It is the folks in that end of the pyramid who are concerned about Parker–not just the bloggers. There was a time, as we discussed here, when folks who wrote about wine bought their own wine, tasted blind and if they accepted samples, they did not solicit them. In that time frame, there were folks who published slick paper magazines like yours and took advertising. Those mags did not review wine.

    When WE, WS and others changed the nature of that calculus, and, at the same time, the number of wineries grew to thousands instead of hundreds, the need for wineries to send out samples and the need for writers to accept them, as you and I both do, also changed.

    Parker started in business in 1978 or thereabouts, in the era when wine critics had to be like Caesars’ wife–above suspicion. What we are debating now is how those standards have changed, what they should be and how to treat a publication that says one thing and does another.

    From my perspective, it is about time. And not just because Jay Miller and Mark Squires essentially followed a practice that the Wine Advocate says it does not follow. This debate needs to go beyond Parker and to question us all. There are a lot of questionable practices out there, and as the blogosphere fills up, the number of those questionable practices has grown.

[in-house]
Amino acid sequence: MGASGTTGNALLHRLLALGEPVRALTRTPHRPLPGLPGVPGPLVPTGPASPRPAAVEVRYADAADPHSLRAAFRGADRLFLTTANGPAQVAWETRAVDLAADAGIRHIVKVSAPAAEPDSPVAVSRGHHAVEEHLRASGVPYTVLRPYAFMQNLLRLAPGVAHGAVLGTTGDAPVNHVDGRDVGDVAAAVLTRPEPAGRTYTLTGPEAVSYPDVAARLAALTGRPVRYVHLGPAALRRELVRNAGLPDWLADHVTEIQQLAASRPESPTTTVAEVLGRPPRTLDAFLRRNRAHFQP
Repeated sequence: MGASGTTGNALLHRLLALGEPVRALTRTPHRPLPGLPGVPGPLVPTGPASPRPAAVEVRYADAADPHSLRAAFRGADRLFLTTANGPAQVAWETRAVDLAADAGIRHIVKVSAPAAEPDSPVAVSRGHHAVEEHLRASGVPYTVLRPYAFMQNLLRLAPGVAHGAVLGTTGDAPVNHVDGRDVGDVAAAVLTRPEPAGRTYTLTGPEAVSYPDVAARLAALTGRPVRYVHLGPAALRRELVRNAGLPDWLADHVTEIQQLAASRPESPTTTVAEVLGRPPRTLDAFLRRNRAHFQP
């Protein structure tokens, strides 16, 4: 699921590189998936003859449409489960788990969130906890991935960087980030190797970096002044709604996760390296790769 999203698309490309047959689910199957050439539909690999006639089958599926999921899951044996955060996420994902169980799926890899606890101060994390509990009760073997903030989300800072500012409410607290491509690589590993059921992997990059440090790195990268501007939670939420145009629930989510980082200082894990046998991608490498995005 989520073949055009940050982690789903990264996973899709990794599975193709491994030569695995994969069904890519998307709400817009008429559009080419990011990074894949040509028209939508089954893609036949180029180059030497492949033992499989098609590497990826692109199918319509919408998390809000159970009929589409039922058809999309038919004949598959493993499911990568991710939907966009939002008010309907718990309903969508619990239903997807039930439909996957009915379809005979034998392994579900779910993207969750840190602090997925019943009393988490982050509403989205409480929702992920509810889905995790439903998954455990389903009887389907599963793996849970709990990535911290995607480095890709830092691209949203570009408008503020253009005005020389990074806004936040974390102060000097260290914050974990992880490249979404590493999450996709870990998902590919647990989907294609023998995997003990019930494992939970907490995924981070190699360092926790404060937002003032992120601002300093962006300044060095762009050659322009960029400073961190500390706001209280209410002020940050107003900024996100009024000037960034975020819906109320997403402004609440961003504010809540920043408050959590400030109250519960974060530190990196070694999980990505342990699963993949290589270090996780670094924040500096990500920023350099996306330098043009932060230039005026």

You have called for transparency, and I accept that transparency is the first step. Whether you or anyone else joins me in calling for critics to taste blind and to conduct those tastings away from the wineries is less the issue than the fact that wine recommendations to folks who pay us to make them ought to be independent, free of bias and above suspicion.

    So, when the WSJ calls you and asks for your opinion, it is because you are smart, thoughtful and have earned the right to be asked about your standards and your stand on what is right and wrong in the wine review world. I hope you gave the man an earful.

  8. In response to the first things-You were dead on in the first place, no reason to consider an apology. Many distributors (generalization shouldn’t hurt feelings if you are not the norm) don’t have the stones to challenge small minded buyers. How sad is that when a distributor tastes the “best” Napa cab they’ve ever had, and yet rejects it. That show no strength of conviction. They may as well be selling widgets if they can’t champion a product they truly believe in!

  9. Steve,

    Well said all around. It’s a difficult business that we are all involved in because wine, as an artform, elicits passionate opinions and responses. I think everyone has fired a few shots at somebody in the industry. I regretfully have done so at many of the critics out there, you included. Sometimes, we fire off regardless of how many of the facts we have accumulated simply because we have constructed a very powerful, very passionate opinion and belief in this business we love so much. If we didn’t, there would be no debate or controversy at any level.

    Speaking from the retail side of things, I am at the front line of it all, and while I do agree with a lot of what you originally said about distributors, I also agree with the fact that not all distributors are created equally. And even amongst the “big boys” of that particular tier, there are those that are truly passionate about wine. Likewise, there are retailers that continue to be overly reliant upon reviewers’ opinions and critiques because it is far simpler to use their reviews than formulate their (the retailers) own opinions.